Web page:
By On the occasion of our 20th anniversary
By Gustavo Arellano
By R. Scott Moxley
By Alfonso Delgado
By Courtney Hamilton
By Joel Beers
By Peter Maguire
By Charles Lam
One thing this book was sorely lacking was a dramatic arc. John just sprang from one good time to another. "No wonder this guy's so goddamned optimistic," I thought more than once. "Everything he touches turns to gold."
Fortunately—for the book if nothing else—Crean's life butted head-to-head with gray corporate reality last year. He had retired from Fleetwood but was still chairman emeritus of its board. After he opposed a risky merger, management ousted him from the company he'd founded and headed for a half-century.
It was a very interesting time to know and observe John. He devoted less than a day to being furious. Then he spent a few days seeing if the damage could be rectified. (It couldn't. Fleetwood shares, incidentally, have plummeted from $48.50 when he retired in 1998 to around $12 today.) Within a week, he was already busy designing a new motor home with the intent of starting over.
Then his wife pointed out that he'd already been No. 1 at that and maybe should try something new. So he's now addressing America's lack of low-cost housing. Using new construction methods, he has designed a house he says is safer, better-made and more comfortable than conventional homes, and he intends to sell them for tens of thousands of dollars less. His first tract is already under construction in Hemet, and he says there'll be no goddamned community association to tell people what to do with their homes.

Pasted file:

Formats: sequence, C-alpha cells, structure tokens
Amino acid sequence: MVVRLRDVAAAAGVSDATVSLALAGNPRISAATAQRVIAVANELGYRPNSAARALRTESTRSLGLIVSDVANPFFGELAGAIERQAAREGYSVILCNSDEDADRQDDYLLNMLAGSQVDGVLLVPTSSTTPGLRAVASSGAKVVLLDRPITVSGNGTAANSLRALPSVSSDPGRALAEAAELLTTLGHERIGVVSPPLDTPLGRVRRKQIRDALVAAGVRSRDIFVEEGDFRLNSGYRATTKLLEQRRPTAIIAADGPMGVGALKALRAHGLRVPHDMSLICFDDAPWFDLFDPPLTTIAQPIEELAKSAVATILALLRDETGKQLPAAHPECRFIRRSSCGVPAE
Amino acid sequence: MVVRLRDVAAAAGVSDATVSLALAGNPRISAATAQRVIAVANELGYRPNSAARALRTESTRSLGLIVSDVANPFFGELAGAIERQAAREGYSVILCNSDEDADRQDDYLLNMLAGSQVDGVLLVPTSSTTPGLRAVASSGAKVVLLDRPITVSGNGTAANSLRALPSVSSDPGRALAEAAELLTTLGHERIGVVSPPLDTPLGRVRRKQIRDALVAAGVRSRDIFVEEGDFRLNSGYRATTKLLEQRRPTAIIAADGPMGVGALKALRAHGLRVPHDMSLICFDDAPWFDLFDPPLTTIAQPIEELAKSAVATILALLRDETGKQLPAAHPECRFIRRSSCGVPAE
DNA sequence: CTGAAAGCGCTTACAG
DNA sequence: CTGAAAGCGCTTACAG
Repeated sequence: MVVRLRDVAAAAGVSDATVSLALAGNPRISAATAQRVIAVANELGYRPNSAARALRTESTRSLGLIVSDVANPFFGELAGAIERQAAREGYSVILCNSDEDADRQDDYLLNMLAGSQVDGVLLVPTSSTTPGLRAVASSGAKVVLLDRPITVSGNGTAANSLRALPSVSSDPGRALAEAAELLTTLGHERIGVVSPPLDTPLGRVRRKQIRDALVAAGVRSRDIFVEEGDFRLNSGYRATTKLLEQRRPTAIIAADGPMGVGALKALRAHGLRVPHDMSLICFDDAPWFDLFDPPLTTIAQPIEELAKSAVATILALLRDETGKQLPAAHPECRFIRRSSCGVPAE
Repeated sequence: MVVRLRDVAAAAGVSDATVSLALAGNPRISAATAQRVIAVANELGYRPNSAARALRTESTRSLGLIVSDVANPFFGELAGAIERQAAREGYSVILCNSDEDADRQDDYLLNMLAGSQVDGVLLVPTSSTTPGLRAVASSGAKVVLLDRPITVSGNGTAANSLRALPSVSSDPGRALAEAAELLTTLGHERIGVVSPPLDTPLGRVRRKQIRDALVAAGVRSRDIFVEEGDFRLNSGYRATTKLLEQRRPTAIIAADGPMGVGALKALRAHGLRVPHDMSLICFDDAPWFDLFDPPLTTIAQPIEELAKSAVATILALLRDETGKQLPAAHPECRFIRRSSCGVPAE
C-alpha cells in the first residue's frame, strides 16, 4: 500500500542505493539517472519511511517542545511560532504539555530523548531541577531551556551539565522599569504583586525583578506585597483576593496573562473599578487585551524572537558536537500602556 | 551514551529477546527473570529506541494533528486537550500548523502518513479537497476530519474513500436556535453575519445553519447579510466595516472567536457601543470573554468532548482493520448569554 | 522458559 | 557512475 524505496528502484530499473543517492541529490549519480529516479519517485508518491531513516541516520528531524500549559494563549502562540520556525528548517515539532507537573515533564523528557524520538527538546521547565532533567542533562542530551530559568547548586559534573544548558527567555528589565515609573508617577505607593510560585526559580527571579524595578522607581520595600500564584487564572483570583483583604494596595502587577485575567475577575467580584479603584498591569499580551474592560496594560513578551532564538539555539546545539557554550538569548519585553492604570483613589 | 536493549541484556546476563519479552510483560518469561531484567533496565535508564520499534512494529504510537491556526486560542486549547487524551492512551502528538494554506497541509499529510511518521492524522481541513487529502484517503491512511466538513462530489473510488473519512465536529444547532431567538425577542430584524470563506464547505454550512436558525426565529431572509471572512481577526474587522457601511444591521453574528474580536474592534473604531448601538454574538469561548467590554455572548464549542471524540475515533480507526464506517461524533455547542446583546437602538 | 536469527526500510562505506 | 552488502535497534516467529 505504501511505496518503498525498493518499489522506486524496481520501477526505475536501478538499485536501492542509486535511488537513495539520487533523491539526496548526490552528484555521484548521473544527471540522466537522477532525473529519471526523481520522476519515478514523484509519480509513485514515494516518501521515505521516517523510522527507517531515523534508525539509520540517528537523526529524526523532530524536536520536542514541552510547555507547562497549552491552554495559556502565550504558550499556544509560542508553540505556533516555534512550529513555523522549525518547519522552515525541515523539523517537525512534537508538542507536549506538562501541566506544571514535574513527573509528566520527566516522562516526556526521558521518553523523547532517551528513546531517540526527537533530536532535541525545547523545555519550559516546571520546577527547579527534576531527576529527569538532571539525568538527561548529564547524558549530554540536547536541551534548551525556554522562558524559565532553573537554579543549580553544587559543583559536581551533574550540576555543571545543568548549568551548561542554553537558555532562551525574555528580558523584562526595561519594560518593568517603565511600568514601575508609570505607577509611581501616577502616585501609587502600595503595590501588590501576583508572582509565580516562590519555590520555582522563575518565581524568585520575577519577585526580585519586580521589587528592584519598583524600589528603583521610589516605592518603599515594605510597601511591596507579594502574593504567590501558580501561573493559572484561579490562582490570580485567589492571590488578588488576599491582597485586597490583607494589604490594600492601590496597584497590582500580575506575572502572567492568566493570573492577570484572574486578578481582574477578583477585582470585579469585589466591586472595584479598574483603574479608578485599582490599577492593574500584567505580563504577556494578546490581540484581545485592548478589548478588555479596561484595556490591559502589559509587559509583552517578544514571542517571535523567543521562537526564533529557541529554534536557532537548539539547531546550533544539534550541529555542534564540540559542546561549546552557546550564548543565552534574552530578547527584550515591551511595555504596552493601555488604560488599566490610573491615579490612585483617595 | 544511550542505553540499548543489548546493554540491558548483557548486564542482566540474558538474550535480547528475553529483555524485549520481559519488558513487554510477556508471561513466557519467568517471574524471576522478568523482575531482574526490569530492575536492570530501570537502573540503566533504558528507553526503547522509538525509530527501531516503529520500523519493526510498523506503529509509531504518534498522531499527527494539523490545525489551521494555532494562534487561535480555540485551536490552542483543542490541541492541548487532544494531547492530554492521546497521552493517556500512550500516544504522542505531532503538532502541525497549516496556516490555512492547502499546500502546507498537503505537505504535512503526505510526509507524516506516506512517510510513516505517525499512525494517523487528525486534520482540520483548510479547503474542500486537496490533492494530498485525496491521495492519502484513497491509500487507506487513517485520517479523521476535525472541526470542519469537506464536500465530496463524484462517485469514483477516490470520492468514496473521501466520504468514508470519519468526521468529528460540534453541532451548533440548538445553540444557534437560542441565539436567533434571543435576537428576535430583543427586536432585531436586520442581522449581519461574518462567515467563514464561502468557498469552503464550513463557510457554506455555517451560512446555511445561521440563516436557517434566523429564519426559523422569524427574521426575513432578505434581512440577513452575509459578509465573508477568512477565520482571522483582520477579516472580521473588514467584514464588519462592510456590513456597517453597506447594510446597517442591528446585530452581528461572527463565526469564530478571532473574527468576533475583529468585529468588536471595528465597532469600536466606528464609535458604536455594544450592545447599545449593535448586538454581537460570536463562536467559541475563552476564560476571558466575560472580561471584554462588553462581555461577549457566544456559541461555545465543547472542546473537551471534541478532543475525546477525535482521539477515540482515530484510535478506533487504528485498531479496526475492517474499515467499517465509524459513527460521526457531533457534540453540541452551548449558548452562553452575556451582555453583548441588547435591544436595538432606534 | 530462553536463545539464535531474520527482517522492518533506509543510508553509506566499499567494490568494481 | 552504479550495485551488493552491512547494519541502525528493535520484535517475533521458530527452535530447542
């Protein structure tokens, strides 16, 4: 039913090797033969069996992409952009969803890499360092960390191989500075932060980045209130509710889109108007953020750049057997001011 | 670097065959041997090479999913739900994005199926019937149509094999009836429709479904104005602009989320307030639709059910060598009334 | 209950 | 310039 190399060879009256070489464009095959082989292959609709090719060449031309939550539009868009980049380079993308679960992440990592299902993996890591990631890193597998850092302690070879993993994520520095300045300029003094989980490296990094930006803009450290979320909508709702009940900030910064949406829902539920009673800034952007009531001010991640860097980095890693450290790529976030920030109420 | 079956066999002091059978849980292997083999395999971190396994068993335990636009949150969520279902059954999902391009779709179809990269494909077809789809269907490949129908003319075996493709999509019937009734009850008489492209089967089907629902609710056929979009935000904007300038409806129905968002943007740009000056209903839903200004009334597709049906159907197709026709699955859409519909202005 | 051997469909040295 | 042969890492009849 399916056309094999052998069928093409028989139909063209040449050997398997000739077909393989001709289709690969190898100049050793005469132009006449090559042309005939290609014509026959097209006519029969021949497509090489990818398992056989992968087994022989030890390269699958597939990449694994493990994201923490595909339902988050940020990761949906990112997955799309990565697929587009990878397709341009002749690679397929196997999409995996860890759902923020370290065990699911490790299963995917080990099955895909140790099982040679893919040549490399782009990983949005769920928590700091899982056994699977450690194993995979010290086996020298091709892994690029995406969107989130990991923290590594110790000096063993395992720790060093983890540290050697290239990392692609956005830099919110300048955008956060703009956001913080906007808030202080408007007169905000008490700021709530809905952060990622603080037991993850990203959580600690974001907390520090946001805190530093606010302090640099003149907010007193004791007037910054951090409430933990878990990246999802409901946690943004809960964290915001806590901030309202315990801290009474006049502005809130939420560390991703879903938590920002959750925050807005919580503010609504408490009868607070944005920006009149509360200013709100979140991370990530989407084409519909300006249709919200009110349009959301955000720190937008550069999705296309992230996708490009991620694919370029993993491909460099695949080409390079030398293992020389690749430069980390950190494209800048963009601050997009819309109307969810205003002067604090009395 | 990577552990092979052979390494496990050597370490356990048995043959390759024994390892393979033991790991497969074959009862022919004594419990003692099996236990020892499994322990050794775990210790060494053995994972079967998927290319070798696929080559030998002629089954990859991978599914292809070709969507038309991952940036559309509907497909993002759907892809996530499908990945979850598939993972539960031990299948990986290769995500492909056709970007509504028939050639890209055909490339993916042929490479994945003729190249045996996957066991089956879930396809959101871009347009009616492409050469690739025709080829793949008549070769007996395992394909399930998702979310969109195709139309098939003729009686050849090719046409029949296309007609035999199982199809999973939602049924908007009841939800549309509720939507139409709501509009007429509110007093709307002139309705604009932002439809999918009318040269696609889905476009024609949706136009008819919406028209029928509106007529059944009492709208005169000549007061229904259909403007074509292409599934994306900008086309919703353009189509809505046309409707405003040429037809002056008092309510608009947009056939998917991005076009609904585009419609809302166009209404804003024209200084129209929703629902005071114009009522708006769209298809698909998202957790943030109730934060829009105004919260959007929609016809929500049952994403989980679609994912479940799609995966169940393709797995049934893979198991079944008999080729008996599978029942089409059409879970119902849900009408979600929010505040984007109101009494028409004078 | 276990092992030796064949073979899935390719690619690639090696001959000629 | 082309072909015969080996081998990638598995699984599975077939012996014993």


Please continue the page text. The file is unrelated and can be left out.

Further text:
The lesson I infer from that is very similar to what John Lennon was saying in his final interviews: don't count on the president or anyone one else to create the world you want to live in. If, as Calvin Coolidge said, the business of the American people is business, then play the game better than the greedheads and start a business that envisions the future you want. Sure, the world has changed immensely since Crean got his start: megacorporations and, yes, government red tape may make it harder to succeed, but you'll never know if you don't try, right?
The Wheel & I is available for $25 (postpaid) from, of all people: Jim Washburn, P.O. Box 11168, Costa Mesa, CA 92627.